all the other quantities in this equation. The present paper discusses the consequences of two sources of error relevant for
this method. First, the errors caused in the first and second derivatives of the deflection are considered, deduced from two
or three deflection measurements separated by small time intervals. Secondly, the consequences of the errors caused by the
uncertainties in the deflection measurements are discussed. Consideration of the two errors together leads to an optimal set
of values of parameters for the balance handling.
Authors:J. Poulis, E. Robens, C. Massen, and R. Roverato
Restoring of the balance beam to its initial situation after a change of load can be effected by combination of forces of
different kind. In former papers we discussed the possibility using the equation of motion of the balance to determine the
mass to be measured. After the measurement the balance was restored by means of current pulses into the electromagnetic measuring
system. In the present paper we discuss the application of electric pulses into an additional electrostatic system.
A survey is given on important standardized definitions by which the capability of balances may be characterized. Some modifications are proposed with regard to the use of mass sensors for the continuous determination of mass variations. An important supplement is the ‘relative resolution’ introduced by Jenemann. Optimum values are presented.
One of the earliest measuring instruments used by human beings was the balance; evidence of this dates back more than 5.000
years. Initially, the weights of goods were measures rather of value than of mass. Besides yardsticks and graduated cups,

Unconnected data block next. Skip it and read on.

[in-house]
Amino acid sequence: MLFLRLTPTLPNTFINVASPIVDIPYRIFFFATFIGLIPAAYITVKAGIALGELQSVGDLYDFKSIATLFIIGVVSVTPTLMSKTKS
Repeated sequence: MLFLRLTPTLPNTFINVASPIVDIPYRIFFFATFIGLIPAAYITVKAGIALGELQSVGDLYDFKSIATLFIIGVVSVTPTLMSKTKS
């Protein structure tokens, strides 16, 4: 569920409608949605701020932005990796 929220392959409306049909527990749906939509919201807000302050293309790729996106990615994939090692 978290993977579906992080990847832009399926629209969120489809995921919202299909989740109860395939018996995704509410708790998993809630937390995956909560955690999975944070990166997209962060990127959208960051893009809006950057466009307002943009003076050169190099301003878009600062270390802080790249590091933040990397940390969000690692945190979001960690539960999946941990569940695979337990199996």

scales are today the most widespread instruments, found in almost all laboratories, factories and households. Indeed, the
balance accompanies us from birth to death.
The balance very early achieved a metaphorical meaning and was used for the comparison of ethical values. It first appeared
as an instrument in the death tribunal in Egyptian religion and later in Christianity. In the hands of the Grecian Gods, weighing
was a deciding factor as concerns victory or death. In Judaism and for the Romans, scales become the symbol of justice. Several
trade and handicraft guilds currently use the balance as an attribute, demonstrating in this way their sincerity and accuracy.
The balance is of dubious significance in astrology, as one of the signs of the zodiac.
Authors:Inis Jenemann, Susanne Kiefer, and E. Robens
The short survey covers the development of the balance since its invention in the Neolithic era. Scales have been used most
probably first as tools in trading, but already in Old Egyptian papyrus its use in techniques is documented. Its theory was
cleared by Aristotle and Archimedes and at least at that time it was used as a scientific instrument. Today the balance is
still the most widely used instrument in science and there are still improvements.
Authors:E. Robens, D. Möhlmann, Th. Gast, R. Staudt, and M. Eger
The balance is the most widely used complex measuring instrument in
science and techniques. To install a balance on Mars is a challenge for numerous
aspects of in situ measurements in the next decade. By means of a balance
useful parameters could be determined and a variety of investigations could
be carried out there. Possible applications of a balance on Mars are reviewed.
Choice of type and demands on the balance with regard to the conditions on
Mars are discussed. The first step is to test a load cell with strain gauge